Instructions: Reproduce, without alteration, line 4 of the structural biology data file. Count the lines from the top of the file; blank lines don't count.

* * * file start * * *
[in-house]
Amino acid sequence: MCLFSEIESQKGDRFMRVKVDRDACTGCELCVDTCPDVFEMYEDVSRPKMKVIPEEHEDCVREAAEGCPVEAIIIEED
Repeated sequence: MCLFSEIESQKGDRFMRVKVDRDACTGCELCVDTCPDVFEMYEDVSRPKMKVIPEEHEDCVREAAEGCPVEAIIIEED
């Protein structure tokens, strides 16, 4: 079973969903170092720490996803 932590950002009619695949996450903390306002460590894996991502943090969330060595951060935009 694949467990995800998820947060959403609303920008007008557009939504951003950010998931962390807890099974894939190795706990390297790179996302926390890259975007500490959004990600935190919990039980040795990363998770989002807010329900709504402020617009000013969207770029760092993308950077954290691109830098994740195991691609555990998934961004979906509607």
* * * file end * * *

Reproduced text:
């Protein structure tokens, strides 16, 4: 079973969903170092720490996803 932590950002009619695949996450903390306002460590894996991502943090969330060595951060935009 694949467990995800998820947060959403609303920008007008557009939504951003950010998931962390807890099974894939190795706990390297790179996302926390890259975007500490959004990600935190919990039980040795990363998770989002807010329900709504402020617009000013969207770029760092993308950077954290691109830098994740195991691609555990998934961004979906509607």